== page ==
Pay no attention to the man behind the algorithm
by Heather Zeiger | September 23, 2016
If Facebook is all about crafting an image, the company may need to take few lessons from its users. This past summer Facebook’s Trending feature came under fire from Gizmodo for allegedly stifling conservative news media outlets. Additionally, the Trending team inserted some news items that did not hit the threshold for a Trending topic.
Trending is a news aggregator that is visible on the right side of the screen when you view Facebook on a non-mobile device. As Gizmodo reports, the news is sifted by a group of news curators, comprised of mostly young, Ivy-league educated journalists.
The fact that Facebook was curating news was not the biggest problem. Traditional media outlets have been doing this for years. Where Facebook fell afoul of its audience is in claiming to be objective and appearing to be data-driven rather than human-driven.
When Facebook announced Trending in 2014, Zukerberg said that it was a “new product that’s designed to surface interesting and relevant conversations in order to help you discover the best content from all across Facebook.”
Mark Zukerberg and Facebook did their due diligence to address the accusation of bias by meeting with several well-known conservatives and firing the Trending team. The journalists were replaced with engineers who would oversee the algorithm that the journalists were apparently teaching.
The new system did not work as well as was hoped. The first day of its launch Trending posted an inappropriate YouTube video. While launch-day glitches can be forgiven, even if they cannot be un-seen, the algorithm continued to prove it was not up-to-task by posting a fake news story about a Fox News reporter who was fired for supporting Hilary Clinton.
Given that this whole thing started with allegations of partisan bias, this was a particularly unfortunate mistake on the algorithm’s part. Then, on September 11th, Trending posted a story on a 9/11 conspiracy, or a so-called “truther” story. Finally, Trending’s news story about the Apple iPhone 7 was from a satirical website that says on its home page not to confuse its content with real news.
The backlash over this episode was particularly harsh, and some people felt betrayed by Facebook for its lack of transparency.
The Pew Research Center has conducted several surveys on news consumption and social media. According to a 2013 poll, 43% of Facebook users get their news from Facebook, but only 4% of Facebook news consumers consider it the most important way to get their news.
Even though Facebook is not people’s primary news outlet, it has the attention of millions. About 30% of the population overall has received some portion of their news from Facebook, making Facebook the largest influence on news coverage and public opinion.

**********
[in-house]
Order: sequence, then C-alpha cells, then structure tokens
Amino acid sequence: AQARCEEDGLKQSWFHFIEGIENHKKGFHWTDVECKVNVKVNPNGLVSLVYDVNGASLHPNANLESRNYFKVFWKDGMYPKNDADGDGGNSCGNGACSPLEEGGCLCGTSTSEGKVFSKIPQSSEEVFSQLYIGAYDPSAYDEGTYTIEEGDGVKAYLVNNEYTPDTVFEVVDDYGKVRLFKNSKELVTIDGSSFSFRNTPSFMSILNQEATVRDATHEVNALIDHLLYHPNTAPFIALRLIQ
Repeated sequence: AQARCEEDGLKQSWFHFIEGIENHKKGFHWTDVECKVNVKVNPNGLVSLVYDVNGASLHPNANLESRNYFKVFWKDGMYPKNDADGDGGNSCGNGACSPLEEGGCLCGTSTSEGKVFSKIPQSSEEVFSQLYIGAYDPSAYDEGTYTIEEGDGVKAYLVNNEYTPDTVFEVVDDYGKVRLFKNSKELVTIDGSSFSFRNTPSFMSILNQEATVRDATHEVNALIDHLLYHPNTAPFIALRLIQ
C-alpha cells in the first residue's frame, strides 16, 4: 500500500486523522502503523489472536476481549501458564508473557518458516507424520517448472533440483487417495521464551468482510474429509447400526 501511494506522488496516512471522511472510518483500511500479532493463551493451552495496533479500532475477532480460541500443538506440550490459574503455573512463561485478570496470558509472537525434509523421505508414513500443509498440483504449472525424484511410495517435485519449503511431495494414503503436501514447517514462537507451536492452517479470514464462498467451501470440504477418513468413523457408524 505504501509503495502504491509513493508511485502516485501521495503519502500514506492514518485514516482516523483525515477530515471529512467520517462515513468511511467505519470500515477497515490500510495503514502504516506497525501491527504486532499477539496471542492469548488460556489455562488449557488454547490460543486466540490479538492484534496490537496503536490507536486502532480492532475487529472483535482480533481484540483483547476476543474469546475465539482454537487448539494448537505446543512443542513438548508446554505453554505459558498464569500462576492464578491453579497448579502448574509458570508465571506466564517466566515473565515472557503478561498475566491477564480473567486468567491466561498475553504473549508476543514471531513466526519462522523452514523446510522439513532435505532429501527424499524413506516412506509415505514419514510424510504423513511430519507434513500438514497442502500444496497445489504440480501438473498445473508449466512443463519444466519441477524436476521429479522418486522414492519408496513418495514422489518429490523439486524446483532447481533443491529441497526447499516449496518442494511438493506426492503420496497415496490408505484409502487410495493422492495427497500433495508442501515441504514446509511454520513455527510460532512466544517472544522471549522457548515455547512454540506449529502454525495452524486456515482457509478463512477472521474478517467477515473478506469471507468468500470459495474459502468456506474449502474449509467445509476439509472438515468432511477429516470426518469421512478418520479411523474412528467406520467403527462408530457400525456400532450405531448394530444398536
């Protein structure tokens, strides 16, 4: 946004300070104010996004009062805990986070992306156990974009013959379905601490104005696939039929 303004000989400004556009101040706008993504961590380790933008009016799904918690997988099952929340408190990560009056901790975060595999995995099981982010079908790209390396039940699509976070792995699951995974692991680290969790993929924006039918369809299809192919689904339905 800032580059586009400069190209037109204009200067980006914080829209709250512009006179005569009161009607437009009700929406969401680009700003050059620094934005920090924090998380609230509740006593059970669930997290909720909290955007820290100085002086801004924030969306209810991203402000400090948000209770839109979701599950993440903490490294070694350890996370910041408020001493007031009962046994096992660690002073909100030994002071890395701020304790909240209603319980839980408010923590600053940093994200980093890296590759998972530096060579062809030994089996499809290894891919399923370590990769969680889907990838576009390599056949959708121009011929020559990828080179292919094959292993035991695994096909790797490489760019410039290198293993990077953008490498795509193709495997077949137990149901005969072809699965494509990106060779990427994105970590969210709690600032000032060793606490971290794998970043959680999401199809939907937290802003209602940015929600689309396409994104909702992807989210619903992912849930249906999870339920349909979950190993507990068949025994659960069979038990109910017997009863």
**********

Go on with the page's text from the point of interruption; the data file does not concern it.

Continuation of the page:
However, a recent poll that Pew Research conducted after the Trending story came out showed only about 7% of adults who get their news from social media trust the information they get from the site.
Customer expectations and Company obligations
There is a saying in the tech industry that if you are not paying for it, then you are the product, not the customer. Facebook, whose motto is “free and always will be,” has a trove of data that you have agreed to provide it. Every time you upload a picture of your child’s first day of school, or your meal with your spouse at a swanky restaurant, or the sunset from your hotel window, you have just given Facebook, and its advertisers, information for targeted marketing.
What do you get out of sharing this personal information with Facebook, aside from targeted advertising? You get the Facebook experience. And, with that experience, comes certain expectations whether the company explicitly states those services or implies them by way of mission statements.
Consider Disney World as an example. Like Facebook, Disney World does not have an equivalent competitor. There may be other theme parks, but you cannot get “the Disney World experience” going anywhere else. You pay the ticket price with certain expectations beyond the “terms of service” in mind. Is Disney obligated to meet our expectations? No, they technically are not, but it’s good for business that they do.
Facebook’s stated mission is to “give people the power to share and make the world more open and connected.” In an interview about whether Trending news was suppressing conservative views, Mark Zukerberg says “Facebook stands for giving everyone a voice.” When Facebook announced Trending, it painted a picture of the user experience: